As events across the globe continuously evolve – hour by hour – amidst the COVID-19 crisis, the Canadian Football League announced Monday that its training camps are indefinitely postponed.

Now, there are many questions surrounding the 2020 CFL ​season. Some of the league’s starting quarterbacks tell TSN they – like every other professional athlete – are trying to adapt to an unpredictable life, on and off the field.

Notwithstanding worldwide events, new Ottawa Redblacks quarterback Nick Arbuckle is full of excitement for what 2020 will offer his family. Arbuckle and his wife, Zakiyyah, are expecting their first child in May, and the couple recently moved to Ottawa so Arbuckle could continue his off-season training ahead of his first year as a CFL starting quarterback.

However, the current restrictions at the Canada-U.S. border mean both Arbuckle and his wife’s families will not be able to travel north of the border for the birth. 

“Mentally, [we are] trying to prepare for delivering a baby and having a baby without the possibility of our family being able to come up to Canada for the birth and to see the baby for first month or so," said Arbuckle. "We're just praying for things in the world to get settled, and get better."

While Arbuckle insists his main concern is the health of his wife and child, the 26-year-old has not let limited access to CFL facilities – currently restricted only to players requiring rehab treatment – curtail his preparation.

Arbuckle’s workout sessions have become must-watch content on social media, with the former Georgia State quarterback recording a routine of stretches, improvised weightlifting with water jugs, and car pushes.

"To keep exercising has been a huge part of my mental health, to get through problems by staying active and feeling like I'm accomplishing something through that," Arbuckle said. "And if I can help anybody out there do the same thing, all it takes is a camera to show people what I'm already doing."

Arbuckle understands the reasoning behind postponing training camp, but is looking for more answers from the league on a plan for a 2020 season, especially if the scheduled number of games is ultimately shortened.

“My biggest concern is obviously the pay and how that will work,” Arbuckle said. “Do veterans get paid for the games missed? I mean, we signed contracts for the year, and we committed ourselves to the league, so I hope that’s reciprocated.”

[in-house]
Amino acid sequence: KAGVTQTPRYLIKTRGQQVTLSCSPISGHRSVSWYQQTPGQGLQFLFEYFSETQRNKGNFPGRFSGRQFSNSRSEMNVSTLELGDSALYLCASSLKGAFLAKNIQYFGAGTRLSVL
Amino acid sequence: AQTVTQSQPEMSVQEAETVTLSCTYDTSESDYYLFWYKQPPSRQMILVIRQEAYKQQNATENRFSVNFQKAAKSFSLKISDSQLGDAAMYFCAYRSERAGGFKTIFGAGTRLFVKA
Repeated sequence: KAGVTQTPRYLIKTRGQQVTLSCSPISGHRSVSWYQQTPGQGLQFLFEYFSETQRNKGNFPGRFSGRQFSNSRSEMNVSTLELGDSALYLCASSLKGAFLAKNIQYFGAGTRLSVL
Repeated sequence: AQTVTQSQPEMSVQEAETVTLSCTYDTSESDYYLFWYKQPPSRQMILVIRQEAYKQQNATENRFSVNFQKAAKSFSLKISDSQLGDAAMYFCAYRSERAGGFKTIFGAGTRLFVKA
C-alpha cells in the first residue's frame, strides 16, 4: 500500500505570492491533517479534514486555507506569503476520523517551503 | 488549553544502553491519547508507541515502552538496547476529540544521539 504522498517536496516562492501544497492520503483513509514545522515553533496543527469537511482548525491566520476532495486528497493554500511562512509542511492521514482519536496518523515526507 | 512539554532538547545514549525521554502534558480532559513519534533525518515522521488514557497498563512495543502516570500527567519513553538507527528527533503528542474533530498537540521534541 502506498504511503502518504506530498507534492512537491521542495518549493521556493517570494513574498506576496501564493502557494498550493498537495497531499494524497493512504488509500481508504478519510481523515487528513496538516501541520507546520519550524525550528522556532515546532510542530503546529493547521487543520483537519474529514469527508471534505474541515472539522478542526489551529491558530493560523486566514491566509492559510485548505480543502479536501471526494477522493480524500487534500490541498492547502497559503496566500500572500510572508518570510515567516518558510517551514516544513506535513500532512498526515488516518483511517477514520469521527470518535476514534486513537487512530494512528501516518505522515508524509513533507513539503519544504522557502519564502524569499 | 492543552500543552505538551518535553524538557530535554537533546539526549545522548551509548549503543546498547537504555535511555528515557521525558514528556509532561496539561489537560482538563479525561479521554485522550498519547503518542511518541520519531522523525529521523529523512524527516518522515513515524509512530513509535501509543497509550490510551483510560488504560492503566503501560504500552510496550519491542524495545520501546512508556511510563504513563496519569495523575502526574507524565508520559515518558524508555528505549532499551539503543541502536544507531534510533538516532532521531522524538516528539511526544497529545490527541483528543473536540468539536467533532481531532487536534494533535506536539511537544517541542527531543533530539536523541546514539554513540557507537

Following the CFL’s Monday announcement that camps will be postponed, the CFL Players Association issued its own statement stating the players and the league are continuing to evaluate recommendations of health and government officials.

“Hopefully we have an answer and a plan for what the season will look like soon, so that all the players and staff members of the league can develop alternative living and work plans for the rest of the 2020 season, if necessary,” Arbuckle said.

Arbuckle is in a unique situation living in Canada during the off-season. Many CFL players live in the United States, including Saskatchewan Roughriders starting quarterback Cody Fajardo, who currently resides in Silver Spring, Md.

Beyond international health and safety, the CFL will look to the re-opening of all travel between Canada and the U.S. as a sign the football season might finally proceed. Fajardo is reaching out to Roughriders teammates, and several other CFL players, to offer advice and listen to growing concerns from American-based players.

"It's going to be tough [for some players] to make some financial decisions," said Fajardo. "You're not making a lot of money, and with the Canadian dollar going down you have to make some life decisions for your family. Do you wait for football, or do you make the tough decision to take a job or start a career?

"I've just tried to stay positive with our guys."

Fajardo calls himself an optimist and is attempting to worry less about Canada-U.S. border relations and more about being a positive influence on CFL fans.

Fajardo spent the last few weeks reaching out to football fans on social media, and is expecting to work alongside the Roughriders to produce content to reinforce messaging from health care and government officials.

“Part of the reason I am so positive is there is too much negative out there," Fajardo said. "And who I am in my faith, and how I was raised by my parents, is to be a positive light for people, because you don't know what they're dealing with.

"I told myself – didn't matter what team I was on – if I got the opportunity to be a starting quarterback, I would use that platform."

Veteran CFL starting quarterback Trevor Harris has also tried to use social media as a means to offer fans the briefest, most beneficial moment of distraction.

Last week, Harris started the #FootBounceChallenge, testing how many times the CFL’s best players could bounce the conical ball in 15 seconds. Inside a week, several current and former CFL quarterbacks and players, including CFL Hall of Famer Doug Flutie, have taken up Harris’s challenge across Twitter and Instagram.

Harris also continues to speak with people around the league, and simply wants to keep his mind fixed on preparing for the 2020 season.

"My prep is unaffected," Harris said. "I haven't missed a day and I'll be ready in a day's notice to report [for training camp]."

And while every CFL player waits to hear when the 2020 season will begin, if at all, Arbuckle also understands, right now, football and sports are immaterial to more important concerns.

"At the end of the day, I understand that [the CFL postponing training camp] is necessary," said Arbuckle. "We have to do what's best for the country."